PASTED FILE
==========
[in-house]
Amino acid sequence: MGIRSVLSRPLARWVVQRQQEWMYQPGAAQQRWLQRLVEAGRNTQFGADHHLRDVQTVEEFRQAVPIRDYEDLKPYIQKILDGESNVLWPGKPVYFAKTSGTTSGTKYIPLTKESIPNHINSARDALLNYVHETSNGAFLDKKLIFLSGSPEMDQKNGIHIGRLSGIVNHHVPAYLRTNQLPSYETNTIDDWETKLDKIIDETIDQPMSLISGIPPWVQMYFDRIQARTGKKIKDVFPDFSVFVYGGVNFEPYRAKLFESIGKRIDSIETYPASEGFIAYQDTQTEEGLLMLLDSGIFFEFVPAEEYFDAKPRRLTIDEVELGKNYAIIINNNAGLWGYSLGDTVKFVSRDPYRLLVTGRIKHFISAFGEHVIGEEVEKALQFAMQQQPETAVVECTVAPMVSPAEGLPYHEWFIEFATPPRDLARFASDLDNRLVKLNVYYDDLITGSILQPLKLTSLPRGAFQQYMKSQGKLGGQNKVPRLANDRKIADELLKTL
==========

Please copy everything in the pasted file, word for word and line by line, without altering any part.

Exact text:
[in-house]
Amino acid sequence: MGIRSVLSRPLARWVVQRQQEWMYQPGAAQQRWLQRLVEAGRNTQFGADHHLRDVQTVEEFRQAVPIRDYEDLKPYIQKILDGESNVLWPGKPVYFAKTSGTTSGTKYIPLTKESIPNHINSARDALLNYVHETSNGAFLDKKLIFLSGSPEMDQKNGIHIGRLSGIVNHHVPAYLRTNQLPSYETNTIDDWETKLDKIIDETIDQPMSLISGIPPWVQMYFDRIQARTGKKIKDVFPDFSVFVYGGVNFEPYRAKLFESIGKRIDSIETYPASEGFIAYQDTQTEEGLLMLLDSGIFFEFVPAEEYFDAKPRRLTIDEVELGKNYAIIINNNAGLWGYSLGDTVKFVSRDPYRLLVTGRIKHFISAFGEHVIGEEVEKALQFAMQQQPETAVVECTVAPMVSPAEGLPYHEWFIEFATPPRDLARFASDLDNRLVKLNVYYDDLITGSILQPLKLTSLPRGAFQQYMKSQGKLGGQNKVPRLANDRKIADELLKTL